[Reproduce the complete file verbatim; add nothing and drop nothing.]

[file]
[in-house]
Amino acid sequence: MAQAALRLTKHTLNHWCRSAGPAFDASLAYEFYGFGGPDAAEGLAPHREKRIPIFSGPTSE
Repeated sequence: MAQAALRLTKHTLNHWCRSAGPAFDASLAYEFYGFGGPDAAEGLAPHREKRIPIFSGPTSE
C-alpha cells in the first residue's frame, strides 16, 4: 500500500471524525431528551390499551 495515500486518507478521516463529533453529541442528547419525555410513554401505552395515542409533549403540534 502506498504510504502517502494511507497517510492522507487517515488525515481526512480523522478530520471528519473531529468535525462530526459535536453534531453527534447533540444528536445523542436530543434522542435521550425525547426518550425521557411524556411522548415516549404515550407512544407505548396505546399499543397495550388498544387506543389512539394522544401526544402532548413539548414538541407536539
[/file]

[in-house]
Amino acid sequence: MAQAALRLTKHTLNHWCRSAGPAFDASLAYEFYGFGGPDAAEGLAPHREKRIPIFSGPTSE
Repeated sequence: MAQAALRLTKHTLNHWCRSAGPAFDASLAYEFYGFGGPDAAEGLAPHREKRIPIFSGPTSE
C-alpha cells in the first residue's frame, strides 16, 4: 500500500471524525431528551390499551 495515500486518507478521516463529533453529541442528547419525555410513554401505552395515542409533549403540534 502506498504510504502517502494511507497517510492522507487517515488525515481526512480523522478530520471528519473531529468535525462530526459535536453534531453527534447533540444528536445523542436530543434522542435521550425525547426518550425521557411524556411522548415516549404515550407512544407505548396505546399499543397495550388498544387506543389512539394522544401526544402532548413539548414538541407536539